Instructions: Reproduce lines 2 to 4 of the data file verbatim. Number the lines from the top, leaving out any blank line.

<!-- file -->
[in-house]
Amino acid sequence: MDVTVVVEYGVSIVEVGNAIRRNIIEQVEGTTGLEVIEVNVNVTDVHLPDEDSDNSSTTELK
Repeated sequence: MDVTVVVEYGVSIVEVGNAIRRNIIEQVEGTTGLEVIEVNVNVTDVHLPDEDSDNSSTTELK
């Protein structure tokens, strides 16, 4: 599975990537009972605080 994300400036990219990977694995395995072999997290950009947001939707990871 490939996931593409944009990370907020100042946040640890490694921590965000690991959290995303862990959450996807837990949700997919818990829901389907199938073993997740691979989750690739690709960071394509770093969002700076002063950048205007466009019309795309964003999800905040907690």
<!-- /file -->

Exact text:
Amino acid sequence: MDVTVVVEYGVSIVEVGNAIRRNIIEQVEGTTGLEVIEVNVNVTDVHLPDEDSDNSSTTELK
Repeated sequence: MDVTVVVEYGVSIVEVGNAIRRNIIEQVEGTTGLEVIEVNVNVTDVHLPDEDSDNSSTTELK
């Protein structure tokens, strides 16, 4: 599975990537009972605080 994300400036990219990977694995395995072999997290950009947001939707990871 490939996931593409944009990370907020100042946040640890490694921590965000690991959290995303862990959450996807837990949700997919818990829901389907199938073993997740691979989750690739690709960071394509770093969002700076002063950048205007466009019309795309964003999800905040907690």